I was permitted to eavesdrop on a stimulating conversation this week between Mission Increase Foundation Colorado Giving and Training Office Suzanne Dubois and Dave, one of her favorite attendees at her training events.
Not having had the conversation, I don’t want to (mis)represent Dave but rather want to share a portion of what he had to say, since Dave’s view seems to me to be similar to that shared by folks like Wes Wilmer in his book, A Revolution in Generosity: Transforming Stewards to Be Rich Toward God. It is a position with which I ultimately respectfully disagree (hence why I myself do not recommend the Wilmer book or approach), but with a disagreement that I hope may lead to some new insights for all of us, myself included.
First, an excerpt from Dave’s correspondence. Dave felt that Mission Increase Foundation‘s recent workshop on transforming major donor development (moving from soliciting donors to coaching champions) downplayed the importance of solicitation:
My goal is to grow donors to be rich toward God, regardless of whether they give money to us or some other cause. Yes, I ask donors about their passion and will suggest a way to help them along that path if possible, but ultimately, I am concerned with their relationship with God and what He is saying to them. As part of that I believe we are called to ask people for what we want them to do. Moses certainly did that in the first capital campaign, and so did Paul. I didn’t hear anything about asking in this week’s class….
I’m sure we agree that all those verses are there because God is concerned about money and possessions being a proxy for the state of our hearts. So doesn’t it make sense to help donors understand that? The Word tells us that where our money is, there our heart will be also. Many people don’t notice the order of that. First the money; then the heart. I think that may even be how God leads us to causes that He wants us to advance, not the other way around. I do think God is honored when people get more actively involved as well. But of course, that is another reflection of their developing Biblical stewardship – over their time and talents.
The more I thought about Dave’s perspective, the more I felt Transformational Giving was at deep variance with it. I was particularly struck today by 2 Peter 1:5-8:
For this very reason, make every effort to add to your faith goodness; and to goodness, knowledge; and to knowledge, self-control; and to self-control, perseverance; and to perseverance, godliness; and to godliness, brotherly kindness; and to brotherly kindness, love. For if you possess these qualities in increasing measure, they will keep you from being ineffective and unproductive in your knowledge of our Lord Jesus Christ.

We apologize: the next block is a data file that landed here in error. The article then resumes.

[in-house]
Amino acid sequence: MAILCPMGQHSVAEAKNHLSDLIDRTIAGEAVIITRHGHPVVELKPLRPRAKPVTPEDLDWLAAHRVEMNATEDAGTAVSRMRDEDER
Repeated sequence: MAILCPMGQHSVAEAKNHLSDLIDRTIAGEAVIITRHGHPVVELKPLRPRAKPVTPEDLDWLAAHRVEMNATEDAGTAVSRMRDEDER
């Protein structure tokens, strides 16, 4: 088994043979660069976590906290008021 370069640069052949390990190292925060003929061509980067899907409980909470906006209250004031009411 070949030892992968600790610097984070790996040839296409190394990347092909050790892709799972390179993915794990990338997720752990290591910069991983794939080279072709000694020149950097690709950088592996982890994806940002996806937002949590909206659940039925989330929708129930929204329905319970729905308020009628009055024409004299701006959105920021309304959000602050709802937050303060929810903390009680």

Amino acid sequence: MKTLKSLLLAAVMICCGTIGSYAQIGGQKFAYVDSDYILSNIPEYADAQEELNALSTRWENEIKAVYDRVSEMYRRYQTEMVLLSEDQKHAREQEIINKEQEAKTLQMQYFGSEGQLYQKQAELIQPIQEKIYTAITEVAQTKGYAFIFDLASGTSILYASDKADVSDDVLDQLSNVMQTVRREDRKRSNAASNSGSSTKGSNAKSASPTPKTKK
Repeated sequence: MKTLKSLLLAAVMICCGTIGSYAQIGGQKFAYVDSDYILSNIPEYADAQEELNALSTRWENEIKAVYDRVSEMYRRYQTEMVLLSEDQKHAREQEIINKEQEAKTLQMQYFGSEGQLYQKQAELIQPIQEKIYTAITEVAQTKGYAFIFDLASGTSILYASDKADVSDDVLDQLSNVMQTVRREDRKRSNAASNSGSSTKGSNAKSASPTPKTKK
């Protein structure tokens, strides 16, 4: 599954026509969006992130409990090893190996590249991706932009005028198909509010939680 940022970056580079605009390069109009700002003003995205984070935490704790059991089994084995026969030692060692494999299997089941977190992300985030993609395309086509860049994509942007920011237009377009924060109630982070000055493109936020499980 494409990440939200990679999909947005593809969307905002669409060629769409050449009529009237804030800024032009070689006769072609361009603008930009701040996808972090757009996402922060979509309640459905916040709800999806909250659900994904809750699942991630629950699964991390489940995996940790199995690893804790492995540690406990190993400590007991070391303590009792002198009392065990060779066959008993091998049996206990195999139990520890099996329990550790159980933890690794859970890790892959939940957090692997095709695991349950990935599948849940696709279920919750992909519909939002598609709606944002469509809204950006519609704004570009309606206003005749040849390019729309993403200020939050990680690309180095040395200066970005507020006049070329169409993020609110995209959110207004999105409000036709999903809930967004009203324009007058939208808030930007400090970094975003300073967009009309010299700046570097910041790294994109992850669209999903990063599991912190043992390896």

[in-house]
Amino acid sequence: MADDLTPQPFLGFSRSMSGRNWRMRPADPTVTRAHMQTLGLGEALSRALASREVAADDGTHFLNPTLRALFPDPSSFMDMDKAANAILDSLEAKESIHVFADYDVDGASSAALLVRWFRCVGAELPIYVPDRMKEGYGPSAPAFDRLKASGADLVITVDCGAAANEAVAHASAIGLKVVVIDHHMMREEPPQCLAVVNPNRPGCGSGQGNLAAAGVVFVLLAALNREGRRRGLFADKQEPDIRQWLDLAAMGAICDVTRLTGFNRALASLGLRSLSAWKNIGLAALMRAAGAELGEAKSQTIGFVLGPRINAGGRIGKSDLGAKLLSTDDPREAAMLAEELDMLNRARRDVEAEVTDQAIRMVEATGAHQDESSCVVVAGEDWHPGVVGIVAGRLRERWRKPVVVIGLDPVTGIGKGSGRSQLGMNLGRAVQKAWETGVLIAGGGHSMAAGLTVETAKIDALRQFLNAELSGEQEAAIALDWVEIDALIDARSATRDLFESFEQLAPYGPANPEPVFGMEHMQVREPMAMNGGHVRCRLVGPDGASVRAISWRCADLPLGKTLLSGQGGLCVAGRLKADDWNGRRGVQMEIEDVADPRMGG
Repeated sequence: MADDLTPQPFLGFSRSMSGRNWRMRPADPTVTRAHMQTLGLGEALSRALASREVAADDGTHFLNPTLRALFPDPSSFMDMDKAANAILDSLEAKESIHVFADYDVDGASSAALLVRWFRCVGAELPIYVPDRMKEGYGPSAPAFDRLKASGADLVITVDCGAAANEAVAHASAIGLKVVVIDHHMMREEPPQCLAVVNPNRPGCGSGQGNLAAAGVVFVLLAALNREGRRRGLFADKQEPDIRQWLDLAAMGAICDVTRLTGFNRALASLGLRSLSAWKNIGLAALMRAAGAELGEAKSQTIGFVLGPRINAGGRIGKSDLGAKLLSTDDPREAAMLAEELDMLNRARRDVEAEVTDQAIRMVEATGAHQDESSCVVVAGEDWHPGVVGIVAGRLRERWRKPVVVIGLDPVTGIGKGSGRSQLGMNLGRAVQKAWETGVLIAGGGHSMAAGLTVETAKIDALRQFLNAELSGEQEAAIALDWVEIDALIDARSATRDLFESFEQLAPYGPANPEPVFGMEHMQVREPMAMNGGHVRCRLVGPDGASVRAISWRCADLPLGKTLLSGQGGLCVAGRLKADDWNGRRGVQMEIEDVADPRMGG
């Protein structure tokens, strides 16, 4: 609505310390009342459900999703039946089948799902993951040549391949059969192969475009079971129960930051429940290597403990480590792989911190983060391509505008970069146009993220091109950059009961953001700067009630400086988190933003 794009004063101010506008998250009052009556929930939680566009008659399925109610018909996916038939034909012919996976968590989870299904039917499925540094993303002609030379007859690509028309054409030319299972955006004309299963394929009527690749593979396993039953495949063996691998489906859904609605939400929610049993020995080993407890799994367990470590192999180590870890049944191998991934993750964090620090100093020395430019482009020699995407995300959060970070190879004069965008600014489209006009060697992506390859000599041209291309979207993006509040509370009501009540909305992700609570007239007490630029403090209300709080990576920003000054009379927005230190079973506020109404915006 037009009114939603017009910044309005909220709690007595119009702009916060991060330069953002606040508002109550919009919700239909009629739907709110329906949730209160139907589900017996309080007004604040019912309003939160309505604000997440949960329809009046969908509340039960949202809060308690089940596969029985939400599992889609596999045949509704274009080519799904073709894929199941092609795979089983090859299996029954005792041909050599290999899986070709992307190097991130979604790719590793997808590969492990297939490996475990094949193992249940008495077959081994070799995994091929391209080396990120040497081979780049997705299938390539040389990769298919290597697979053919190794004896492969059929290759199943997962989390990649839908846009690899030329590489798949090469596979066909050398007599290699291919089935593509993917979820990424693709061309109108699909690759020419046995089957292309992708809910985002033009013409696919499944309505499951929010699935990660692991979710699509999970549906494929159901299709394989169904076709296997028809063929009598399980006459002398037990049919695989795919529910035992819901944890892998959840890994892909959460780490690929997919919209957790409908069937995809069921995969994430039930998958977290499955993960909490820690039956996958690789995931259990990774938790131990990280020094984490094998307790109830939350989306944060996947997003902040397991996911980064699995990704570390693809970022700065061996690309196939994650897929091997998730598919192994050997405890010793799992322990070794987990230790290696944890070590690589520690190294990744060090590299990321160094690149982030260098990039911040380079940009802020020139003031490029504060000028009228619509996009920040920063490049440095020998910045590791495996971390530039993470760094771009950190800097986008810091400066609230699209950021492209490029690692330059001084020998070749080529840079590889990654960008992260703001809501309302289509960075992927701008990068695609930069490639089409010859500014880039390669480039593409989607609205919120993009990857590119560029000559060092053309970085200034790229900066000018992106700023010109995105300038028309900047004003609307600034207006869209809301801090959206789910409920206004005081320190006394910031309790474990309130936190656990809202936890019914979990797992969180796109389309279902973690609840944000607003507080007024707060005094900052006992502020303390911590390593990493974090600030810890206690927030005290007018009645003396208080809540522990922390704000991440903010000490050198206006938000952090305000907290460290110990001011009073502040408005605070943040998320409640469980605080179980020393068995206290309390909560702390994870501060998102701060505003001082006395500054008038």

Notice that Peter does not begin by addressing the Christian’s finances and suggesting that if one’s finances are in order, the rest will of necessity follow. Nor does Peter put finances in the middle nor at the end.
Why? Is Peter leaving finances out?
No. It’s because finances are involved at each step in the process. Dave’s approach treats financial giving as a distinct and separable act, and one that initiates a process–and certainly this is a popular Christian fundraiser view.
- Pastors and seminaries who don’t like to talk about money look at ‘Where your treasure is, your heart is also’ and they think, ‘Let’s cultivate the heart; then the treasure will follow.’
- The stewardship movement looks at ‘Where your treasure is, your heart is also’ and they think, ‘Let’s cultivate the giving of the treasure; then the heart will follow.’
- But TG is a comprehensive discipleship approach that seeks to enable Christlike growth in the champion in relation to the cause you both share. We look at ‘Where your treasure is, your heart is also’, and we think, ‘Treasure and heart are inextricably linked. For maximum impact, we need to coach the champion on both.’
For us, the giving of a financial gift is not the watershed moment, nor the increase in giving or multiple gifts. Those are irreplaceable steps on the wider and taller ladder of discipleship, of which there are many other steps as well. Recognizing the existence of many steps on a ladder does not demean the importance of any particular step, as anyone walking up a ladder carrying a can of paint knows full well!
The ladder is comprehensive Christlikeness in relation to the cause, and that is our goal–not only richness toward God. The watershed moments for us fall across the full range of the heart.
More on the difference between TG and Christian Stewardship in our next post, as the Lord permits.
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